Cosco to begin serving fast-growing Montreal

Cosco to begin serving fast-growing Montreal

Container cargo volume at the port of Montreal surged 9.2 percent year over year in 2018. Photo credit:

The port of Montreal has attracted its third trans-Atlantic service in a year and a new carrier in Cosco Shipping, further fueling high-single digit volume growth aided by a new trade agreement between Canada and the European Union.

Cosco Shipping in April will begin a weekly service linking the port of Montreal to North Europe, giving shippers another option to serve markets as far as British Columbia. The move follows the launch of a new Hamburg Süd service linking the port to Europe last July, and a Maersk Line service to the Mediterranean that started in May.

The new service, COSCO’s first at Montreal, will call on Antwerp, Bremerhaven, Le Havre, and Liverpool before heading to Montreal, the only port of call in North America before the ship heads back to Antwerp. The service will stop at the port’s Racine and Viau terminals, and will be operated with 4,800-TEU average vessels on OOCL’s GEX1 service.

The service adds a seventh carrier to Montreal’s roster and will add to the rapidly growing cargo volume through the port, which saw a 9.2 percent increase in loaded and unloaded cargo in 2018, to 1,679,251 TEU over the year before. Port volumes increased by 8 percent in the first two months of 2019, to 258,773 TEU, over the same period in 2018.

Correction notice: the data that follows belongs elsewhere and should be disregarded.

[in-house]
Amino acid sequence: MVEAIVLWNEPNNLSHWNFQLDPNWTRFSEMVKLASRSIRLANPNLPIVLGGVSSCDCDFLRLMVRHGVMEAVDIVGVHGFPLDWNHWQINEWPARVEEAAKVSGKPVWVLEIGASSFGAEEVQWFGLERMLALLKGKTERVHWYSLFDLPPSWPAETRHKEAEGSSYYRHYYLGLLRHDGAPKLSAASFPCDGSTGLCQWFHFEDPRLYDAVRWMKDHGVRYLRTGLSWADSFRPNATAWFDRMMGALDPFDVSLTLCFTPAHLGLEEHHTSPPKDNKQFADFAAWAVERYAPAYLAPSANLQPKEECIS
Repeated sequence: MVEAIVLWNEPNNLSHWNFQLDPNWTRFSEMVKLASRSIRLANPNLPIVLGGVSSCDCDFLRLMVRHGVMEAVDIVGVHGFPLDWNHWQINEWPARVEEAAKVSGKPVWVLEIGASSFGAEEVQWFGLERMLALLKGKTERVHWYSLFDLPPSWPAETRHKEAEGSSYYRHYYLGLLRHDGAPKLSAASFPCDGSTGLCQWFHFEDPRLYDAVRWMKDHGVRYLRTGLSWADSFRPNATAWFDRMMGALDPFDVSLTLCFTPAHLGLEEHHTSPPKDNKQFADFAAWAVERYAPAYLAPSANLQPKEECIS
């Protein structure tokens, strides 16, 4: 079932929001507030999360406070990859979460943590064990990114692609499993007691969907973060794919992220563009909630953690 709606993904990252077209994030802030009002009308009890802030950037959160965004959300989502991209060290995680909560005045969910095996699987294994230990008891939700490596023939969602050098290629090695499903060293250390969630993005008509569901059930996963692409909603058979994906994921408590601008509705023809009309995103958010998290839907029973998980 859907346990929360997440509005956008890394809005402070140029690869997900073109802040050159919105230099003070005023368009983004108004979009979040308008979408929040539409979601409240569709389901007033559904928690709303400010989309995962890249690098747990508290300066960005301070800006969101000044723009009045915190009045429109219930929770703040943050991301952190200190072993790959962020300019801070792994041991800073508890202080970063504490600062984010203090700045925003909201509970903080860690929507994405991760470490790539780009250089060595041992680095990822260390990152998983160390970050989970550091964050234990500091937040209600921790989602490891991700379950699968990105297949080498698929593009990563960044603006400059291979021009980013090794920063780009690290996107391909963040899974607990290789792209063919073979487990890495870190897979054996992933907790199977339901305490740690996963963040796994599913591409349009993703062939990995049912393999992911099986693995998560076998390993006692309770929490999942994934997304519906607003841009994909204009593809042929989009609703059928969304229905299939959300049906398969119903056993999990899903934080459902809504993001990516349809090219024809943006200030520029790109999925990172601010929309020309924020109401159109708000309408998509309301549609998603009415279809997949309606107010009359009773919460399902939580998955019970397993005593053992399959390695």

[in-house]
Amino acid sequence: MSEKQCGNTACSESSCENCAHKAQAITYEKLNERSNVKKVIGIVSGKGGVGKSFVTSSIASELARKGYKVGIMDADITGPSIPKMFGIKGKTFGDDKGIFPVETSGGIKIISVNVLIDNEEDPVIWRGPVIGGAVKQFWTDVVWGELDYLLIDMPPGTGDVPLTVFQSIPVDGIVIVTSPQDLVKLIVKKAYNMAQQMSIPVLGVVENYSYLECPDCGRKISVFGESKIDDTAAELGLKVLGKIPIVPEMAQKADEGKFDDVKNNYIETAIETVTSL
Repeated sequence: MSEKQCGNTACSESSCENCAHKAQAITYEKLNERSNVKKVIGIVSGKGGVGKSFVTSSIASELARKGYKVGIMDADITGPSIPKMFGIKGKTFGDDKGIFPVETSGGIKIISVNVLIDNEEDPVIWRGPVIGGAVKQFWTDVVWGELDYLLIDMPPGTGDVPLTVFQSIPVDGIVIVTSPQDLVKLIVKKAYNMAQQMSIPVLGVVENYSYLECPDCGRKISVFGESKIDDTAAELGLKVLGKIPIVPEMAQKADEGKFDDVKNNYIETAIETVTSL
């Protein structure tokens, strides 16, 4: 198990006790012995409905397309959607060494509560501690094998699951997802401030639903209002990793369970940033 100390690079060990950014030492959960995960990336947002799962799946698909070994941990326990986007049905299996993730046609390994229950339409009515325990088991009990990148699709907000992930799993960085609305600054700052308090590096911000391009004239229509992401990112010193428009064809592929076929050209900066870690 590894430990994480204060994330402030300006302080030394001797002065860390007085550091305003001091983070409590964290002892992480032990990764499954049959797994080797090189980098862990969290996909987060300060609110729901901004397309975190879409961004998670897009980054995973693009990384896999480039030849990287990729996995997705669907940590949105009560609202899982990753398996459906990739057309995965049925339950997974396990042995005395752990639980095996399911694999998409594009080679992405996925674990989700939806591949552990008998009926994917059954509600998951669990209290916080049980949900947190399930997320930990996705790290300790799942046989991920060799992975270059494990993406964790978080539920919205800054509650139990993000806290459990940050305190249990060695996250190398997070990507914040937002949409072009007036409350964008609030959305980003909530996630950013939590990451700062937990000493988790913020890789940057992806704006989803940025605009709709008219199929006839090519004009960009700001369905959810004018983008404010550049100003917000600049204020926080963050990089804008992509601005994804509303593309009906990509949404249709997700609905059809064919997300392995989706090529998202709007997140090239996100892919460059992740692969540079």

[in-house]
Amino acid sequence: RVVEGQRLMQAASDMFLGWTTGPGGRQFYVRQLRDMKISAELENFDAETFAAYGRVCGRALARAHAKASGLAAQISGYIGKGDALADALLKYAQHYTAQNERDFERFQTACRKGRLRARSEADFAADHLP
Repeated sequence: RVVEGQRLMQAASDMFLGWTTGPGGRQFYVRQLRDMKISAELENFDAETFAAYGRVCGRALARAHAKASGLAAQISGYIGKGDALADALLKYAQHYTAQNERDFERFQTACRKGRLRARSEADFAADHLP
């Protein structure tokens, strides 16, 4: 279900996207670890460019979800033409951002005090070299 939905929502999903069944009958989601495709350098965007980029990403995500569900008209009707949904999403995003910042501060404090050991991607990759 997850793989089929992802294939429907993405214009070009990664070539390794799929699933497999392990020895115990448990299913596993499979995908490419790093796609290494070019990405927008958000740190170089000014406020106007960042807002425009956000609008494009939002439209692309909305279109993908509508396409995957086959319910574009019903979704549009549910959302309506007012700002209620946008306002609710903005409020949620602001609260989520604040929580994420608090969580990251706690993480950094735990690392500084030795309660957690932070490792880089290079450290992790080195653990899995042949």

Tony Boemi, vice president of growth and development at the Montreal Port Authority, said the new service “reaffirms Montreal as the major gateway for eastern Canada, and the industrial heartland of North America.” The addition “also reinforces the need to complete our expansion projects,” especially the proposal to add a terminal at Contrecoeur of more than 1.1 million TEU to allow for growth expectations.

Maersk Line, announcing its new service in May, said it was prompted by the belief that demand for services to Canada is growing. The carrier said it considered the implementation of the Comprehensive Economic and Trade Agreement (CETA) in September 2017 to be a key factor in deciding to launch the new service. The agreement eliminated tariffs on 98 percent of trade between the two partners. The carrier, saying it was adapting to Montreal’s growing cargo volume, dropped the port of Halifax from the route to speed up the trip from Montreal to Europe.

Hamburg Süd’s new service connects Montreal to the ports of Algeciras and Valencia in Spain, Fos-sur-Mer in France, and La Spezia and Salerno in Italy.

Contact Hugh R. Morley at and follow him on Twitter: @HughRMorley1.